Bone marrow neoplastic
Bone marrow - plasma cell and lymphoid neoplasms
Precursor lymphoid neoplasms
B cell lymphoblastic lymphoma / leukemia NOS

Topic Completed: 1 March 2013

Minor changes: 19 April 2020

Copyright: 2001-2020,, Inc.

PubMed Search: B lymphoblastic leukemia [title]

Page views in 2020 to date: 2,280
Cite this page: Mihova D. B cell lymphoblastic lymphoma / leukemia NOS. website. Accessed September 18th, 2020.
Definition / general
  • 6050 cases / year in US in 2012 (National Cancer Institute), peaks at age 4; usually age 15 years or less
  • 80% of childhood leukemia is ALL
  • Higher incidence in whites, males and advanced (not developing) countries
  • 85% are B cell, 15% are T cell, but both often express aberrant myeloid or lymphoid associated antigens
  • Note that only 10 - 20% of lymphoblastic lymphoma is B cell lineage
  • Risk factors: in utero radiation, Down syndrome, ataxia telangiectasia, but most cases have no known cause
  • Symptoms: abrupt stormy onset, symptoms related to bone marrow depression (fatigue, fever, bleeding), bone pain and tenderness (due to marrow expansion), joint pain, generalized lymphadenopathy, hepatosplenomegaly, testicular involvement, CNS manifestations
  • Atypical presentation: hypercalcemia, bone lesions and no circulating blasts
  • Laboratory: anemia common, platelet count < 100K in 75% and < 10K in 15%; leukopenia (25%), WBC > 100K (10%)
  • Diagnosis: immunostains required for diagnosis
  • Relapse: blasts usually unchanged; may progress from L1 to L2, TdT positive to negative (25%), gain or lose an antigen (CD10, HLA-DR), evolve clonally (75%) or evolve to AML; CNS relapse common
  • Pathophysiology
    • Tumors are derived from pre-germinal center naive B cells with unmutated VH region genes
    • Have multiple immunophenotyping aberrancies relative to normal B cell precursors (hematogones); at relapse, 73% show loss of 1+ aberrance and 60% show new aberrancies (Am J Clin Pathol 2007;127:39)
    Clinical features
    • Usually children
    • B acute lymphoblastic leukemia presents with pancytopenia due to extensive marrow involvement, stormy onset of symptoms, bone pain due to marrow expansion, hepatosplenomegaly due to neoplastic infiltration, CNS symptoms due to meningeal spread and testicular involvement
    • B acute lymphoblastic lymphoma often presents with cutaneous nodules, bone or nodal involvement, < 25% lymphoblasts in bone marrow and peripheral blood; aleukemic cases are usually asymptomatic
    • Depending on specific leukemia, arises in either hematopoietic stem cell or B-cell progenitor
    WHO classification
      Precursor B lymphoblastic leukemia / lymphoblastic lymphoma:
    • ALL with t(9;22)(q34;q11.2); BCR-ABL (Philadelphia chromosome)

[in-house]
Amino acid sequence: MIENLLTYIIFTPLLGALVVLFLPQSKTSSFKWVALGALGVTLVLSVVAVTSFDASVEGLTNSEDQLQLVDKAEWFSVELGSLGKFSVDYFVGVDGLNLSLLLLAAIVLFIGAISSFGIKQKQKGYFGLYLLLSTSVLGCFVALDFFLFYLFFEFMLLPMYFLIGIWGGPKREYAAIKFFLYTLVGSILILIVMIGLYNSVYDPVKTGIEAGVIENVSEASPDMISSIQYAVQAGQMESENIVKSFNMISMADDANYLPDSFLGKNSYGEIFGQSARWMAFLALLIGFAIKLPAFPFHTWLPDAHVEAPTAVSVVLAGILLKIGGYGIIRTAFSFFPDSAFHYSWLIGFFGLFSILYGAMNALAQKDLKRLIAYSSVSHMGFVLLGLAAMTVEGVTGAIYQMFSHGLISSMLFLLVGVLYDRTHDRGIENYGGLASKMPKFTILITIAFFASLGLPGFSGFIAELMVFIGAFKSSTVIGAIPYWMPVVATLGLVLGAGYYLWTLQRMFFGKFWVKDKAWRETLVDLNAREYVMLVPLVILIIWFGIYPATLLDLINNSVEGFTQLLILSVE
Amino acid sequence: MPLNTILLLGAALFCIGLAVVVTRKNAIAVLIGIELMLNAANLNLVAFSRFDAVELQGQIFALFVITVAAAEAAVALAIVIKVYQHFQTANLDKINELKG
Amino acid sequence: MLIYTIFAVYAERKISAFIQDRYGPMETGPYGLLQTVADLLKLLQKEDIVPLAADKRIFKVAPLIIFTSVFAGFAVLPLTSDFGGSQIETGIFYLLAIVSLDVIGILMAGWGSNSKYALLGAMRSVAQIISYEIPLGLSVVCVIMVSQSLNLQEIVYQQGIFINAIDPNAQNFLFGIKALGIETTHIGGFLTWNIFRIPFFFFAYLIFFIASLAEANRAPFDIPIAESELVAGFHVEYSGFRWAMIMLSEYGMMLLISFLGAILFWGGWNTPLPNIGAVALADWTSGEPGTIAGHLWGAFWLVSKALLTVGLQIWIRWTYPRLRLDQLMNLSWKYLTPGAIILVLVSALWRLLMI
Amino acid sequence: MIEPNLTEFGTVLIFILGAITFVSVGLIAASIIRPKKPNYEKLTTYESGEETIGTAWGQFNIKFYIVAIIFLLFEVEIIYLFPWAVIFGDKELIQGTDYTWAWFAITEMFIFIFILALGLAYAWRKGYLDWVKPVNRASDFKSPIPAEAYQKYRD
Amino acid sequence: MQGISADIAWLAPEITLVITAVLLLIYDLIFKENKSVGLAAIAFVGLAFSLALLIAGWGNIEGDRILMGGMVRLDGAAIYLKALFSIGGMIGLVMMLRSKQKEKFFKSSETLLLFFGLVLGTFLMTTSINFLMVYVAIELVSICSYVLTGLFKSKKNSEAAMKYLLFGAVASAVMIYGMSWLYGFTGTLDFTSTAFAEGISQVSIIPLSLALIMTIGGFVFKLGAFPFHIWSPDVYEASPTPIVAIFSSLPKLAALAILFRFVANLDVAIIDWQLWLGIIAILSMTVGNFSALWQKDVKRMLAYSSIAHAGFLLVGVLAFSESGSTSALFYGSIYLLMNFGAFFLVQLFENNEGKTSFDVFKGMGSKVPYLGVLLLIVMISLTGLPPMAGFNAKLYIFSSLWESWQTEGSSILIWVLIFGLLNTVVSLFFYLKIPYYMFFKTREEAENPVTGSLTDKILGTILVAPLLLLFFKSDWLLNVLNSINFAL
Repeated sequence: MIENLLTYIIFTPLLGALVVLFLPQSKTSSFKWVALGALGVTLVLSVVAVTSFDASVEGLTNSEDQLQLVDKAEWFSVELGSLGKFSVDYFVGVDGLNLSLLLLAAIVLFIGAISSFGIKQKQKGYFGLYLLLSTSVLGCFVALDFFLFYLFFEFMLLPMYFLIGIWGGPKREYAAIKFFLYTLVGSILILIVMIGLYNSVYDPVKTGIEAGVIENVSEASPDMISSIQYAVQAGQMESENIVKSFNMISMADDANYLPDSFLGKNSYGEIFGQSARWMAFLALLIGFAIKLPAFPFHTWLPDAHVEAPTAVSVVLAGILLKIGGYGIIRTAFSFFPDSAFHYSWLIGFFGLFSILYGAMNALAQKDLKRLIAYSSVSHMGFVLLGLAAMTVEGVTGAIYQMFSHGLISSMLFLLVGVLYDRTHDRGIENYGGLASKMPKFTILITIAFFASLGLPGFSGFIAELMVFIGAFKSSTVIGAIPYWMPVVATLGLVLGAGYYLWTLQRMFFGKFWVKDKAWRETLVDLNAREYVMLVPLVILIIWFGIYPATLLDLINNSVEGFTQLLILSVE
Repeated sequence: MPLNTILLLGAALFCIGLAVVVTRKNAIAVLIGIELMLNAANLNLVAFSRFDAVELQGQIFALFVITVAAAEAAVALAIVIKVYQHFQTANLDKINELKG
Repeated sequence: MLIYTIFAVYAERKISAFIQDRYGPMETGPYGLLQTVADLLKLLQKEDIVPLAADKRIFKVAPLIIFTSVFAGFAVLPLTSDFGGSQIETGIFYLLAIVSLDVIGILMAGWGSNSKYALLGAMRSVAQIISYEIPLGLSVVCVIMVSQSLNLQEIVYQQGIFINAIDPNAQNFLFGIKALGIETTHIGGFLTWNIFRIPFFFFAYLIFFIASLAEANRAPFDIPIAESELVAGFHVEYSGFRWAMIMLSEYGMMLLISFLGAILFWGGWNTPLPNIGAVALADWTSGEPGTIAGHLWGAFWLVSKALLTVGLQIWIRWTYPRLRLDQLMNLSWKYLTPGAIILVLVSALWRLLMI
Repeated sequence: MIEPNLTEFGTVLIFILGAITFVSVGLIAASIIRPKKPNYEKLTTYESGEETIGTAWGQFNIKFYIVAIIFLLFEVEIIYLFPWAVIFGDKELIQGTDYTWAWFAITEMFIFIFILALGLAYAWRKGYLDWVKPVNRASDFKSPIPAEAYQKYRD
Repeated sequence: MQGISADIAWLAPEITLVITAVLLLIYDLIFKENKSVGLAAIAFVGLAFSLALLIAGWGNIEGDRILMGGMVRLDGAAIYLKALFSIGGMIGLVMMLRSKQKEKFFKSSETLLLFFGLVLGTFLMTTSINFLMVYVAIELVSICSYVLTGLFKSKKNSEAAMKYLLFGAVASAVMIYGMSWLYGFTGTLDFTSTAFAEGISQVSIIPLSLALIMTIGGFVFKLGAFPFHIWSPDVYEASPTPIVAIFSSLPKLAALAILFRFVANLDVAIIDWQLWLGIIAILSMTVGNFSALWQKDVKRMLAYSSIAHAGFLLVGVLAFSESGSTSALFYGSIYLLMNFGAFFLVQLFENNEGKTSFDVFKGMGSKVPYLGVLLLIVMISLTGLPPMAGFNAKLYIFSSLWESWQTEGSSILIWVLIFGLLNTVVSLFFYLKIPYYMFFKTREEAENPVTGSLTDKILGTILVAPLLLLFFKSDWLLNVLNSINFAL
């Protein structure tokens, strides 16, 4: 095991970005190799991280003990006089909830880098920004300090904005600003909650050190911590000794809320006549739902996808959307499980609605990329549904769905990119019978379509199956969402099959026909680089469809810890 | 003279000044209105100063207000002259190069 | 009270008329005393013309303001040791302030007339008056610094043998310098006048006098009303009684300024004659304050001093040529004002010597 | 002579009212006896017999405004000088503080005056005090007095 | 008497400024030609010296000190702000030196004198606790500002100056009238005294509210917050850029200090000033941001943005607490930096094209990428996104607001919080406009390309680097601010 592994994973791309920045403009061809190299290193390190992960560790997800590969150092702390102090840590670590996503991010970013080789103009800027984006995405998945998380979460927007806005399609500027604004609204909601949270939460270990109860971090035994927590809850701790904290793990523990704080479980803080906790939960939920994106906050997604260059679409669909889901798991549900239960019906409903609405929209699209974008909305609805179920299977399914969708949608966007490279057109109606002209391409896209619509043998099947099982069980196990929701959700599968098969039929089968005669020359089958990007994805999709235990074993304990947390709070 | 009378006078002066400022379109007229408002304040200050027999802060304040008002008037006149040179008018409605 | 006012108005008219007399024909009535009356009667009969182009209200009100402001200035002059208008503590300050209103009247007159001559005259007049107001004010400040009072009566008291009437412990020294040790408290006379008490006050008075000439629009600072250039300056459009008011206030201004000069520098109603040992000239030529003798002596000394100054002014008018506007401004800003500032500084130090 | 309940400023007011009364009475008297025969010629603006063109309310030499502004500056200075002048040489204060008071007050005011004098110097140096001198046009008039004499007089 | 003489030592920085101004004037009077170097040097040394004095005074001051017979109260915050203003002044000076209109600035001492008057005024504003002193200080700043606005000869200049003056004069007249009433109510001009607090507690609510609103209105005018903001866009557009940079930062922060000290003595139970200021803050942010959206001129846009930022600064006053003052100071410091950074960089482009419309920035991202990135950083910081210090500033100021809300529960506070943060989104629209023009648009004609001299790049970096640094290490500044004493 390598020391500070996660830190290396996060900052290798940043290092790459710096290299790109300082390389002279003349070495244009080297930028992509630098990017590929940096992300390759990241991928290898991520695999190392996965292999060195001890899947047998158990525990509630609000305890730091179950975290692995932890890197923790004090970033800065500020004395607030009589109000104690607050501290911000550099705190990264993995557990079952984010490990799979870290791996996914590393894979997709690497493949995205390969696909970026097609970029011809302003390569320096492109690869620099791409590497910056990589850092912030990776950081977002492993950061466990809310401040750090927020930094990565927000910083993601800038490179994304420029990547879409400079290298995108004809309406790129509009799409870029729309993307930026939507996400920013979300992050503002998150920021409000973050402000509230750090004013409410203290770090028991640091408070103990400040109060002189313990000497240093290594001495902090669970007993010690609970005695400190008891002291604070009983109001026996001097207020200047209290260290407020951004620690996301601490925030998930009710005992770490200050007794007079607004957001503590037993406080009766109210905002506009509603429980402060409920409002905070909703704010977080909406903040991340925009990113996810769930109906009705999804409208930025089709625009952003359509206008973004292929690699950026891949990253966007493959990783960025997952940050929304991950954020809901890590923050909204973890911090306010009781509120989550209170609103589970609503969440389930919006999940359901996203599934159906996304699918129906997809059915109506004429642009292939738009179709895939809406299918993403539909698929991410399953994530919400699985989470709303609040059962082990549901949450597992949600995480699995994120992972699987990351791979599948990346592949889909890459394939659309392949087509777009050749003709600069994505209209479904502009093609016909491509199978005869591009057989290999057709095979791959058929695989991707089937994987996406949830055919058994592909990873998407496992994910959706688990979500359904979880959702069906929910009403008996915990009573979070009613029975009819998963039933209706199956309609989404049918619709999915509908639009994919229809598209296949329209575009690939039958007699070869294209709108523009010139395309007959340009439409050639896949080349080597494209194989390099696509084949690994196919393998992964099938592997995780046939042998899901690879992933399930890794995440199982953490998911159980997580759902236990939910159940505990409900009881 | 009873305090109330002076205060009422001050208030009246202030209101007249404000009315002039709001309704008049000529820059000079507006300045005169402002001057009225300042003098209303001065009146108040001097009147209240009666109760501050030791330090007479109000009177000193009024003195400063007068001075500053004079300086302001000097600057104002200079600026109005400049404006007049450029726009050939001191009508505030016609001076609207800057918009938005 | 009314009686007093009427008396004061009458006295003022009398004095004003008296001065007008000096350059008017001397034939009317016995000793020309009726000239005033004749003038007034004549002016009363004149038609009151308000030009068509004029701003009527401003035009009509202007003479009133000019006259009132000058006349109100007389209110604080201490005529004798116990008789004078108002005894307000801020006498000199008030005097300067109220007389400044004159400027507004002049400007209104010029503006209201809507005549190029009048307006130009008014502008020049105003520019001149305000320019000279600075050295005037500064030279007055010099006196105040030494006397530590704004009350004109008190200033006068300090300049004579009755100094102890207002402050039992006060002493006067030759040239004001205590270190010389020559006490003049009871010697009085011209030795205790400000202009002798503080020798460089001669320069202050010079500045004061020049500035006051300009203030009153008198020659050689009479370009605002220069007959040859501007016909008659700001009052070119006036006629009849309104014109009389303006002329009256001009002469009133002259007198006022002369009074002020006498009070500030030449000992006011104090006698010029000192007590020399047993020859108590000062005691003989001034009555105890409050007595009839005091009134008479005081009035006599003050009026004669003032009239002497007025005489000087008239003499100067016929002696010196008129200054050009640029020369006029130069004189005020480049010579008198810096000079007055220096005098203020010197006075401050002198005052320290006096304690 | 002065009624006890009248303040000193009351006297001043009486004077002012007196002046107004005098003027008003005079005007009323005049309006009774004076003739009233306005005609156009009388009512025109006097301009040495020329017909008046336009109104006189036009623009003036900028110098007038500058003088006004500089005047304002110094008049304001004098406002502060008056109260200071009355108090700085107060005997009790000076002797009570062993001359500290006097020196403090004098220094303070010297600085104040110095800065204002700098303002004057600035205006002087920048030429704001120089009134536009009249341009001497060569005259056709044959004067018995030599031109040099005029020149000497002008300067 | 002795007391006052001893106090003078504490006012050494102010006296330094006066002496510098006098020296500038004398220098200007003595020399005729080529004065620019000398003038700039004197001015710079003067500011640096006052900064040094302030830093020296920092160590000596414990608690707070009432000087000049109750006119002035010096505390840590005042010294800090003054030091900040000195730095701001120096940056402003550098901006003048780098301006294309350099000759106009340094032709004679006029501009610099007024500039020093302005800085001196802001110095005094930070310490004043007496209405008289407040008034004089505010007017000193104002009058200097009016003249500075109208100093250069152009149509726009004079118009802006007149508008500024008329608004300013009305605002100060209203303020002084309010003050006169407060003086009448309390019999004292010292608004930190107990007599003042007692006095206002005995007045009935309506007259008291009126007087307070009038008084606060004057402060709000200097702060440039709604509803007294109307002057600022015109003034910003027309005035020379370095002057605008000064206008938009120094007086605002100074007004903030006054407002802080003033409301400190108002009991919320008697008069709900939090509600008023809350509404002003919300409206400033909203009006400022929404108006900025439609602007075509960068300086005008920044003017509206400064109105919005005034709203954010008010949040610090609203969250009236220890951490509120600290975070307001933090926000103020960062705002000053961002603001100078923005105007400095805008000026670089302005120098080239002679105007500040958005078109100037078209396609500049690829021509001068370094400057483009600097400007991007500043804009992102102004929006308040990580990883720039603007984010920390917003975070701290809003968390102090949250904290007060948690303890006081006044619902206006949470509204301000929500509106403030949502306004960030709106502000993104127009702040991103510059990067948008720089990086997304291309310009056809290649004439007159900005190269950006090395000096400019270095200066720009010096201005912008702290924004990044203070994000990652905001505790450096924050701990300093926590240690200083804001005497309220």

• ALL with t(v;11q23) (MLL rearranged)
    • ALL with t(1;19)(q23;p13.3); TCF3-PBX1 (E2A-PBX1)
    • ALL with t(12;21)(p13;q22); ETV6-RUNX1 (TEL-AML1)
    • Hyperdiploid > 50
    • Hypodiploid
    • t(5;14)(q31;q32); IL3-IGH
    Prognostic factors
    • Cytogenetics / FISH is single most important prognostic factor for adults (Blood 2008;111:2563)
    • Favorable prognosis: age 1 - 10 years, female, white; preB phenotype, hyperdiploidy > 50, t(12,21), normal WBC count at presentation, non-traumatic tap with no blasts in CNS, rapid response to chemotherapy < 5% blasts on morphology on day 15, remission status after induction < 5% blasts on morphology and < 0.01% blast on flow or PCR, CD10+
    • Intermediate prognosis: hyperdiploidy 47 - 50, diploid, 6q- and rearrangements of 8q24
    • Unfavorable prognosis: under age 2 (usually have 11q23 translocations) or over age 10; t(9;22) (but not if age 59+ years, Am J Clin Pathol 2002;117:716); male, > 50x108/L, hypodiploidy, near tetraploidy, 17p-, MLL rearrangements and t(v;11q23); CD10- preB ALL; non-traumatic tap with > 5% blasts or traumatic tap with 7%+ blasts, also increased microvessel staining using CD105 in children (Leuk Res 2007;31:1741), MDR1 expression in children (Oncol Rep 2004;12:1201) or adults (Blood 2002;100:974)
    Case reports
    Microscopic (histologic) description
    • Bone marrow biopsy: usually markedly hypercellular with reduction of trilinear maturation; cells have minimal cytoplasm, medium sized nuclei that are often convoluted, moderately dense chromatin and indistinct nucleoli, brisk mitotic activity
    • Blasts have scant agranular cytoplasm, no Auer rods, coarse to fine chromatin, often indistinct nucleoli and no dysplastic myeloid cells
    • Bone marrow: hypercellular, high percentage of lymphoblasts
    • Children: 80% are L1, 10 - 20% L2 and < 5% L3
    • Adults: 35% are L1, 60% L2 and < 5% L3
    • Other tissues: may have "starry sky" appearance similar to Burkitt lymphoma; collagen dissection, periadipocyte growth pattern and single cell linear filing
    Microscopic (histologic) images